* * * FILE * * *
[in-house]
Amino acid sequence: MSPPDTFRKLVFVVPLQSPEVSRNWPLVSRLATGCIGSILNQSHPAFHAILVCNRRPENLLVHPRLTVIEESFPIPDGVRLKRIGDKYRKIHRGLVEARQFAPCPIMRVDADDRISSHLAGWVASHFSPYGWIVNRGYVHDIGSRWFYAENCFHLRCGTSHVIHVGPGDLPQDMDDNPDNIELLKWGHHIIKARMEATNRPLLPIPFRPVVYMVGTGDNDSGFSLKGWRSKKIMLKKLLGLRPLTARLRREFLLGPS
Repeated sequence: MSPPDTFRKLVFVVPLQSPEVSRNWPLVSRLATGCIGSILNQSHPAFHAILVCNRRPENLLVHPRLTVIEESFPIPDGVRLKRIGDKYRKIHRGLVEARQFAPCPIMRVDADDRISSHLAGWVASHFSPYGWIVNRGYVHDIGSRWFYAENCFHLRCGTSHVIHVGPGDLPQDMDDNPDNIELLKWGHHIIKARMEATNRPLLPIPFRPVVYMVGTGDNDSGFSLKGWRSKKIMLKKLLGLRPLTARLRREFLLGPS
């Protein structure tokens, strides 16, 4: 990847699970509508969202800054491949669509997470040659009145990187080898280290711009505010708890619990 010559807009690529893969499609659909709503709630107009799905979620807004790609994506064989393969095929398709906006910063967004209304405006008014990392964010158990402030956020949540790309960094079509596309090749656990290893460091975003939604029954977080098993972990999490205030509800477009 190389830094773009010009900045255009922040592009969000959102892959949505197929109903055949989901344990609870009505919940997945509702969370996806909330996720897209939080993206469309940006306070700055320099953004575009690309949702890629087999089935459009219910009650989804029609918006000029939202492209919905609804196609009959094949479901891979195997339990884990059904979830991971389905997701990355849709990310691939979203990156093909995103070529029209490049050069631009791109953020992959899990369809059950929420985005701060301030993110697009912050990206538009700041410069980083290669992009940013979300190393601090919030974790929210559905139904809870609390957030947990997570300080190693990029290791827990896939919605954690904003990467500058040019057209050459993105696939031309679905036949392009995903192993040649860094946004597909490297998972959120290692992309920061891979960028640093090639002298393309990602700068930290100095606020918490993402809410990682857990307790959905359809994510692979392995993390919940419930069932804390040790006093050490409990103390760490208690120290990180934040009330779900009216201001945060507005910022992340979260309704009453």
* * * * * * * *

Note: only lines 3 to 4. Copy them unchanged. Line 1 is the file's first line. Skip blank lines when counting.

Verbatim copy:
Repeated sequence: MSPPDTFRKLVFVVPLQSPEVSRNWPLVSRLATGCIGSILNQSHPAFHAILVCNRRPENLLVHPRLTVIEESFPIPDGVRLKRIGDKYRKIHRGLVEARQFAPCPIMRVDADDRISSHLAGWVASHFSPYGWIVNRGYVHDIGSRWFYAENCFHLRCGTSHVIHVGPGDLPQDMDDNPDNIELLKWGHHIIKARMEATNRPLLPIPFRPVVYMVGTGDNDSGFSLKGWRSKKIMLKKLLGLRPLTARLRREFLLGPS
């Protein structure tokens, strides 16, 4: 990847699970509508969202800054491949669509997470040659009145990187080898280290711009505010708890619990 010559807009690529893969499609659909709503709630107009799905979620807004790609994506064989393969095929398709906006910063967004209304405006008014990392964010158990402030956020949540790309960094079509596309090749656990290893460091975003939604029954977080098993972990999490205030509800477009 190389830094773009010009900045255009922040592009969000959102892959949505197929109903055949989901344990609870009505919940997945509702969370996806909330996720897209939080993206469309940006306070700055320099953004575009690309949702890629087999089935459009219910009650989804029609918006000029939202492209919905609804196609009959094949479901891979195997339990884990059904979830991971389905997701990355849709990310691939979203990156093909995103070529029209490049050069631009791109953020992959899990369809059950929420985005701060301030993110697009912050990206538009700041410069980083290669992009940013979300190393601090919030974790929210559905139904809870609390957030947990997570300080190693990029290791827990896939919605954690904003990467500058040019057209050459993105696939031309679905036949392009995903192993040649860094946004597909490297998972959120290692992309920061891979960028640093090639002298393309990602700068930290100095606020918490993402809410990682857990307790959905359809994510692979392995993390919940419930069932804390040790006093050490409990103390760490208690120290990180934040009330779900009216201001945060507005910022992340979260309704009453």